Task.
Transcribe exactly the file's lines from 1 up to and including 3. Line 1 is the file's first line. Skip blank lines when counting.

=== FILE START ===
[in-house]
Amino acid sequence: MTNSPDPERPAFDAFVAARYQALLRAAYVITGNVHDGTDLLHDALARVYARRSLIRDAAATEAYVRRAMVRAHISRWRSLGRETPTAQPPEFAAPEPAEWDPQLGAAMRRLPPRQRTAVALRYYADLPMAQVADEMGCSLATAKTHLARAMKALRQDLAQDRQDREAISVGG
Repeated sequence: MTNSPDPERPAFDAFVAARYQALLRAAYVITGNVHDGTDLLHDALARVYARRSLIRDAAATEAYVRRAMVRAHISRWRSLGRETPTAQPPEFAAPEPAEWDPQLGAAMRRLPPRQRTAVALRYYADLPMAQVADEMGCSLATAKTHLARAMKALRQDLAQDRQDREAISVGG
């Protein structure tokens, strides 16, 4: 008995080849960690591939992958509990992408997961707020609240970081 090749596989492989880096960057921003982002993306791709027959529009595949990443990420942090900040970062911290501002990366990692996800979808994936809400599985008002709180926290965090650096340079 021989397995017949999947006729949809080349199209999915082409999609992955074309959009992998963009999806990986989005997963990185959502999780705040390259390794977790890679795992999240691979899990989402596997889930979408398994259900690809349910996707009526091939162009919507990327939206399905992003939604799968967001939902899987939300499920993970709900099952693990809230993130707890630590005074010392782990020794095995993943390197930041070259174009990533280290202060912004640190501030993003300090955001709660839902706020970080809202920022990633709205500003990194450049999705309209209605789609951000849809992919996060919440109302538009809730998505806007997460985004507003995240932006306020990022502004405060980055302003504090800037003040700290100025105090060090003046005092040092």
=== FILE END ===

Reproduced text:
[in-house]
Amino acid sequence: MTNSPDPERPAFDAFVAARYQALLRAAYVITGNVHDGTDLLHDALARVYARRSLIRDAAATEAYVRRAMVRAHISRWRSLGRETPTAQPPEFAAPEPAEWDPQLGAAMRRLPPRQRTAVALRYYADLPMAQVADEMGCSLATAKTHLARAMKALRQDLAQDRQDREAISVGG
Repeated sequence: MTNSPDPERPAFDAFVAARYQALLRAAYVITGNVHDGTDLLHDALARVYARRSLIRDAAATEAYVRRAMVRAHISRWRSLGRETPTAQPPEFAAPEPAEWDPQLGAAMRRLPPRQRTAVALRYYADLPMAQVADEMGCSLATAKTHLARAMKALRQDLAQDRQDREAISVGG